December 10, 2007

#01-047: The "Chinese Maybe": Correctly Expressing Possibility

cartoon of a fork in the road with a huge sign bearing a question mark
Maybe left? Maybe right? "Maybe" indicates uncertainty.

Note: Sometimes things don't translate well from one language into another. We refer to these things as being "lost in translation." The way Chinese and Japanese people use the word "maybe" is a good example.

Get Ready: What does the word "maybe" mean to you? How do you use it?

A friend from America once asked me, "What do Chinese people mean when they say 'maybe'?"

I said they meant "perhaps," or "possibly," just like we do. No, he insisted, "maybe" meant something else in China. I knew Chinese speakers of English used it more often than we did, but I couldn't quite see what he was talking about.

Last week, I got it.

A student came up to me before class and said, "I have to go to Hong Kong this Friday afternoon. I will be gone for five days. So maybe I can't come to class Monday and Tuesday."

"Maybe?" I replied. "You will be gone five days," and I counted them on my fingers. "There is no 'maybe' about it. You will be gone Monday and Tuesday."

He giggled sheepishly and sat down.

In class I told the students what had just happened. They are great students: dictionaries came out, heads were put together, and we got to the bottom of the "Chinese Maybe."

First, let me point out that most of the time, when a native speaker says "maybe," he is indicating a possibly, or making a suggestion.

"Where's my book?"

"Maybe John has it."

We could also say, "John might have it," or "It's possible that John has it," etc.

Once in a while, we use "maybe" to "soften the blow," to suggest something that we think the listener might not like.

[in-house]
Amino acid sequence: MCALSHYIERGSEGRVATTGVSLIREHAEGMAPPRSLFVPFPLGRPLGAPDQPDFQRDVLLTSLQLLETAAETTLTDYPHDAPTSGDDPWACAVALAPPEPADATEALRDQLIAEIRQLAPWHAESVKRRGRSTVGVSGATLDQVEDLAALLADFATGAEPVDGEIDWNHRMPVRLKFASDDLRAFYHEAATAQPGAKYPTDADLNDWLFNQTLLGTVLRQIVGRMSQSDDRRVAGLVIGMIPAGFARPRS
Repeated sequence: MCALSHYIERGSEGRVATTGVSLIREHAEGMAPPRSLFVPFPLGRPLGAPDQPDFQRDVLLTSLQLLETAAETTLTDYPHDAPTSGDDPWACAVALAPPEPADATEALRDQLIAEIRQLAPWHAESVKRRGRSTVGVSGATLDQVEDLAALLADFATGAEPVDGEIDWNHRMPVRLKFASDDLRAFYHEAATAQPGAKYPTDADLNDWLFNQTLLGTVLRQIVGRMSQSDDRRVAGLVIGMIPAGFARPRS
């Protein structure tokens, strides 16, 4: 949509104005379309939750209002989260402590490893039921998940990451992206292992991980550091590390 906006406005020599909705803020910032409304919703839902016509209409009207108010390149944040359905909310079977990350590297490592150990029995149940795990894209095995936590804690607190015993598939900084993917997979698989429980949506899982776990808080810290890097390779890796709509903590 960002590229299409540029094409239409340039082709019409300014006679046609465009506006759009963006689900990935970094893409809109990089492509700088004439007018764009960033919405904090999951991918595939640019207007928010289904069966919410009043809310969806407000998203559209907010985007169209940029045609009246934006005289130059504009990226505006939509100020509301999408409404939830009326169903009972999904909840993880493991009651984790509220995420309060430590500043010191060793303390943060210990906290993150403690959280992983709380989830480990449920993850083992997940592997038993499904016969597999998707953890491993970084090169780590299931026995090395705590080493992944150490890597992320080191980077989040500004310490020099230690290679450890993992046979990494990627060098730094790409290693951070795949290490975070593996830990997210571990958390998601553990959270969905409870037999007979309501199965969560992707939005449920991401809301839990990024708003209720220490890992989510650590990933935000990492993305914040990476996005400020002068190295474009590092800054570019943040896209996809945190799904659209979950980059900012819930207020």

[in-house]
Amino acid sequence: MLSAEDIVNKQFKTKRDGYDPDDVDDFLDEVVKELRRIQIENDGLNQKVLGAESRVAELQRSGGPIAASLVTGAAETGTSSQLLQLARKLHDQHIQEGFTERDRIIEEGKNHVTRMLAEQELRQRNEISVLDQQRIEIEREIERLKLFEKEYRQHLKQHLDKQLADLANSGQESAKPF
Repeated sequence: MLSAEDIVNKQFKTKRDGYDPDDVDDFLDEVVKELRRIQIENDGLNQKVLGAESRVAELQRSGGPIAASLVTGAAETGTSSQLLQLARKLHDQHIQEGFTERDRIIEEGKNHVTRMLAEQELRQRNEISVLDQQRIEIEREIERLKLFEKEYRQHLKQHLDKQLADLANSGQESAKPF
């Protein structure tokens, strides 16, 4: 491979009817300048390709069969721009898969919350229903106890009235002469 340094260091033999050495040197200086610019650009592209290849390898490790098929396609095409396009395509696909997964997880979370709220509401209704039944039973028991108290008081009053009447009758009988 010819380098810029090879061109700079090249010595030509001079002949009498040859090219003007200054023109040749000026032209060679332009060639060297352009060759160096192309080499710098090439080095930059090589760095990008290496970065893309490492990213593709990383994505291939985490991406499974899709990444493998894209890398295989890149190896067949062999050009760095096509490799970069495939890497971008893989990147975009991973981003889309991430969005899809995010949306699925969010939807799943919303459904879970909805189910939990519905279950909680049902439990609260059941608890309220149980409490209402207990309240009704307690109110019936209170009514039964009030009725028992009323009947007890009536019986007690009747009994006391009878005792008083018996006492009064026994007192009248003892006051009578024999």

"I hate my boss."

"Maybe you should quit..."

You can see that this is a mix of softening and possibility.

What my students came up with was less ambiguous: The "Chinese Maybe" was 100% softening!

Clearly, my student felt bad about missing class. In consideration of my feelings, he used "maybe" to keep from "slapping me in the face" with the news of his absence.

Let's be clear: This was not about protecting himself; he had every right to miss class. Rather, he was worried about my feelings.

As it turns out, the Chinese language has a very common construction for dealing with this. It is the placement of the particle ba at the end of a sentence. It changes a command to a request, and an assertion to a suggestion, a little bit like the English tag question ("It's cold today, isn't it?")

So we spent some time in class brain-storming how to express that softening in better ways, using phrases like, "I'm afraid I won't be able to..." and "I'm sorry I won't..." and "I wish I could... but I just can't."

It's important to limit "maybe" to cases where you are expressing possibility, and use other ways to soften bad news. Otherwise, you may be misunderstood. If you tell people, "Maybe I can meet you," you give them hope; "Sorry, I can't meet you" lets them down gently but clearly!


Read more:

Practice: Match the term to its definition below:

  1. ambiguous
  2. assertion
  3. brain-storming
  4. get to the bottom of something
  5. misunderstood
  6. particle
  7. possibility
  8. sheepishly
  9. slapping in the face
  10. soften

  1. in this case, being shockingly direct
  2. have two or more possible meanings
  3. coming up with many ideas
  4. in an embarrassed way
  5. figure something out
  6. didn't understand
  7. a claim; a straightforward declaration of fact
  8. a small word with a function, but not really a meaning, like the "do" in "do let me know"
  9. make less severe
  10. what might be, not what is certain

Answers are in the first comment below.

Submitted to the Shenzhen Daily for December 10, 2007

1 comment:

  1. Answers to the Practice: 1. b; 2. g; 3. c; 4. e; 5. f; 6. h; 7. a; 8. d; 9. a; 10. i